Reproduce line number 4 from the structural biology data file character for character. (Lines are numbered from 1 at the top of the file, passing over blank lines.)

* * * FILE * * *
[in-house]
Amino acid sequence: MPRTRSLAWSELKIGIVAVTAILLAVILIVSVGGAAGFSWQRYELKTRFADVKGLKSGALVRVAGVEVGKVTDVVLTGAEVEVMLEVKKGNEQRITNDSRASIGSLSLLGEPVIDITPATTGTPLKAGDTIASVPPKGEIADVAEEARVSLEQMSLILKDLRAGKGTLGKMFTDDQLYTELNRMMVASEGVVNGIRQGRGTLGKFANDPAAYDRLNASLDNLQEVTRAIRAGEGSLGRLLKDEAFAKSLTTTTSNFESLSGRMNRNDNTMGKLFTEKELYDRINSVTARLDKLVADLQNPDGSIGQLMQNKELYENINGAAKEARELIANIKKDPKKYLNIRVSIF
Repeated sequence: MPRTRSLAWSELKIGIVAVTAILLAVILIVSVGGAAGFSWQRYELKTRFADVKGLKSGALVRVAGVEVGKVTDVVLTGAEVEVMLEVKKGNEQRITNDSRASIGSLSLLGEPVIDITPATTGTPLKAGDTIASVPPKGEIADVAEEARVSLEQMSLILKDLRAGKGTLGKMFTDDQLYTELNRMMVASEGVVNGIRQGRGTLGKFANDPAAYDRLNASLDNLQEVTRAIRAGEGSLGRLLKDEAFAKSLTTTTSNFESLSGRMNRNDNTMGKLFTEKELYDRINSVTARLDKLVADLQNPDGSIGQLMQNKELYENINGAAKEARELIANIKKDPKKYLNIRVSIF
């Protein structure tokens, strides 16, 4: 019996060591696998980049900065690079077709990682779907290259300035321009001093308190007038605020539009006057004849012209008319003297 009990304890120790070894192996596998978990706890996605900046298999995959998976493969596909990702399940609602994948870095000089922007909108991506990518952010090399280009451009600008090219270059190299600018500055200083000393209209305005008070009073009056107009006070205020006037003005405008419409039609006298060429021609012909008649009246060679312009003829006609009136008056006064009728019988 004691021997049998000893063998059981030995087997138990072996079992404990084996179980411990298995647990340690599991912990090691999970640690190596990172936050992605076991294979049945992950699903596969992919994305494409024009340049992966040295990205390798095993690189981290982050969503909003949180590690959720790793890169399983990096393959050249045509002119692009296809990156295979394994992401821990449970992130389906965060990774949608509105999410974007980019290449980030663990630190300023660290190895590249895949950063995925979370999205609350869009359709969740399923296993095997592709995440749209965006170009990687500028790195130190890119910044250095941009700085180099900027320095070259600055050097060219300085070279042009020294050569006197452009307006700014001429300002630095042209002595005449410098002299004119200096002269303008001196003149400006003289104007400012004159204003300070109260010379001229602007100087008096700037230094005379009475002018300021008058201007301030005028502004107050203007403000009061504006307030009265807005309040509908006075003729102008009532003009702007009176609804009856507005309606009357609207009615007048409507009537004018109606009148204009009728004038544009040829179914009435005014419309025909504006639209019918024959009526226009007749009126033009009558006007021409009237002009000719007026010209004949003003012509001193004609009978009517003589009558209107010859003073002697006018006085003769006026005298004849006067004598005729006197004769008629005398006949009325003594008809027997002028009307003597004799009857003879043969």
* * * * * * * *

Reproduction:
């Protein structure tokens, strides 16, 4: 019996060591696998980049900065690079077709990682779907290259300035321009001093308190007038605020539009006057004849012209008319003297 009990304890120790070894192996596998978990706890996605900046298999995959998976493969596909990702399940609602994948870095000089922007909108991506990518952010090399280009451009600008090219270059190299600018500055200083000393209209305005008070009073009056107009006070205020006037003005405008419409039609006298060429021609012909008649009246060679312009003829006609009136008056006064009728019988 004691021997049998000893063998059981030995087997138990072996079992404990084996179980411990298995647990340690599991912990090691999970640690190596990172936050992605076991294979049945992950699903596969992919994305494409024009340049992966040295990205390798095993690189981290982050969503909003949180590690959720790793890169399983990096393959050249045509002119692009296809990156295979394994992401821990449970992130389906965060990774949608509105999410974007980019290449980030663990630190300023660290190895590249895949950063995925979370999205609350869009359709969740399923296993095997592709995440749209965006170009990687500028790195130190890119910044250095941009700085180099900027320095070259600055050097060219300085070279042009020294050569006197452009307006700014001429300002630095042209002595005449410098002299004119200096002269303008001196003149400006003289104007400012004159204003300070109260010379001229602007100087008096700037230094005379009475002018300021008058201007301030005028502004107050203007403000009061504006307030009265807005309040509908006075003729102008009532003009702007009176609804009856507005309606009357609207009615007048409507009537004018109606009148204009009728004038544009040829179914009435005014419309025909504006639209019918024959009526226009007749009126033009009558006007021409009237002009000719007026010209004949003003012509001193004609009978009517003589009558209107010859003073002697006018006085003769006026005298004849006067004598005729006197004769008629005398006949009325003594008809027997002028009307003597004799009857003879043969």